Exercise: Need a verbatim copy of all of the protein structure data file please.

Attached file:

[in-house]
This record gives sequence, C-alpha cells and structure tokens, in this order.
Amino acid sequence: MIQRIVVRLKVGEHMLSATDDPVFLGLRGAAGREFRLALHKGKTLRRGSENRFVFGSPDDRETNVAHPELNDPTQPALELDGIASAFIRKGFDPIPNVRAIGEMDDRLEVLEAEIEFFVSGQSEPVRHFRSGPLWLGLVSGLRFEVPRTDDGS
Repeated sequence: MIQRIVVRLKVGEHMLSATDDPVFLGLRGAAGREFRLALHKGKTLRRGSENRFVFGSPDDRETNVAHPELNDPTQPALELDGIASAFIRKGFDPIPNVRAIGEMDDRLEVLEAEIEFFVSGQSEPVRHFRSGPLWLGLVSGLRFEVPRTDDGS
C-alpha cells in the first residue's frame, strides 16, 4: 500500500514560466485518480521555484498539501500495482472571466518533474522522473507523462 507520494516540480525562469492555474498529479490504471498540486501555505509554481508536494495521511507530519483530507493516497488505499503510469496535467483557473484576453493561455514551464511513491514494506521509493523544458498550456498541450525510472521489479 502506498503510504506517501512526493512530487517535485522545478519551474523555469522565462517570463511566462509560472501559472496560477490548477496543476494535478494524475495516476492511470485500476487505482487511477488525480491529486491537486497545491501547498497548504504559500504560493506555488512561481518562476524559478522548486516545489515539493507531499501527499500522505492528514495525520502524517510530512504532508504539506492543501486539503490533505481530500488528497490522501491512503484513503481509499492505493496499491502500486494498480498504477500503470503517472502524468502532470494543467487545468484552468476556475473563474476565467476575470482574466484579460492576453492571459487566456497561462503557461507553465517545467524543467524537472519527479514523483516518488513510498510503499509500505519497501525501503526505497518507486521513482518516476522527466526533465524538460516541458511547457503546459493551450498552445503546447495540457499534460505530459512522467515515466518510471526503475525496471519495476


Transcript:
[in-house]
This record gives sequence, C-alpha cells and structure tokens, in this order.
Amino acid sequence: MIQRIVVRLKVGEHMLSATDDPVFLGLRGAAGREFRLALHKGKTLRRGSENRFVFGSPDDRETNVAHPELNDPTQPALELDGIASAFIRKGFDPIPNVRAIGEMDDRLEVLEAEIEFFVSGQSEPVRHFRSGPLWLGLVSGLRFEVPRTDDGS
Repeated sequence: MIQRIVVRLKVGEHMLSATDDPVFLGLRGAAGREFRLALHKGKTLRRGSENRFVFGSPDDRETNVAHPELNDPTQPALELDGIASAFIRKGFDPIPNVRAIGEMDDRLEVLEAEIEFFVSGQSEPVRHFRSGPLWLGLVSGLRFEVPRTDDGS
C-alpha cells in the first residue's frame, strides 16, 4: 500500500514560466485518480521555484498539501500495482472571466518533474522522473507523462 507520494516540480525562469492555474498529479490504471498540486501555505509554481508536494495521511507530519483530507493516497488505499503510469496535467483557473484576453493561455514551464511513491514494506521509493523544458498550456498541450525510472521489479 502506498503510504506517501512526493512530487517535485522545478519551474523555469522565462517570463511566462509560472501559472496560477490548477496543476494535478494524475495516476492511470485500476487505482487511477488525480491529486491537486497545491501547498497548504504559500504560493506555488512561481518562476524559478522548486516545489515539493507531499501527499500522505492528514495525520502524517510530512504532508504539506492543501486539503490533505481530500488528497490522501491512503484513503481509499492505493496499491502500486494498480498504477500503470503517472502524468502532470494543467487545468484552468476556475473563474476565467476575470482574466484579460492576453492571459487566456497561462503557461507553465517545467524543467524537472519527479514523483516518488513510498510503499509500505519497501525501503526505497518507486521513482518516476522527466526533465524538460516541458511547457503546459493551450498552445503546447495540457499534460505530459512522467515515466518510471526503475525496471519495476